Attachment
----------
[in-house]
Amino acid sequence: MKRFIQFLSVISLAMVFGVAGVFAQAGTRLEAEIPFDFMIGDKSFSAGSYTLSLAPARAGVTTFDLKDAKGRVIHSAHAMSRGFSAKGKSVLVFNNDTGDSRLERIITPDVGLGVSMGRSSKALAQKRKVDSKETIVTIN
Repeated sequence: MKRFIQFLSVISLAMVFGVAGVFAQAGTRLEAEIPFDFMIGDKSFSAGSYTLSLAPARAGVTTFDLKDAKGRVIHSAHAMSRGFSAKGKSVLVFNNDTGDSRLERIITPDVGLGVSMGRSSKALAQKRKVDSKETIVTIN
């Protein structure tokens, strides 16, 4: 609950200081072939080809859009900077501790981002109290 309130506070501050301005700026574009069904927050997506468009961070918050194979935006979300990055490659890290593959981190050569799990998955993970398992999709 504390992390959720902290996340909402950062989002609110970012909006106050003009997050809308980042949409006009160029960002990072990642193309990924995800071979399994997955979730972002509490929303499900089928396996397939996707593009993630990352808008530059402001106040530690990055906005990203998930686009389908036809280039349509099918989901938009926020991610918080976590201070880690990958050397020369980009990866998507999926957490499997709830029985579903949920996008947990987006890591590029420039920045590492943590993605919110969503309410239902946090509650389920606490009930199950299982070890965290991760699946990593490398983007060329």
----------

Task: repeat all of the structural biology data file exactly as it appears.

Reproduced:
[in-house]
Amino acid sequence: MKRFIQFLSVISLAMVFGVAGVFAQAGTRLEAEIPFDFMIGDKSFSAGSYTLSLAPARAGVTTFDLKDAKGRVIHSAHAMSRGFSAKGKSVLVFNNDTGDSRLERIITPDVGLGVSMGRSSKALAQKRKVDSKETIVTIN
Repeated sequence: MKRFIQFLSVISLAMVFGVAGVFAQAGTRLEAEIPFDFMIGDKSFSAGSYTLSLAPARAGVTTFDLKDAKGRVIHSAHAMSRGFSAKGKSVLVFNNDTGDSRLERIITPDVGLGVSMGRSSKALAQKRKVDSKETIVTIN
């Protein structure tokens, strides 16, 4: 609950200081072939080809859009900077501790981002109290 309130506070501050301005700026574009069904927050997506468009961070918050194979935006979300990055490659890290593959981190050569799990998955993970398992999709 504390992390959720902290996340909402950062989002609110970012909006106050003009997050809308980042949409006009160029960002990072990642193309990924995800071979399994997955979730972002509490929303499900089928396996397939996707593009993630990352808008530059402001106040530690990055906005990203998930686009389908036809280039349509099918989901938009926020991610918080976590201070880690990958050397020369980009990866998507999926957490499997709830029985579903949920996008947990987006890591590029420039920045590492943590993605919110969503309410239902946090509650389920606490009930199950299982070890965290991760699946990593490398983007060329």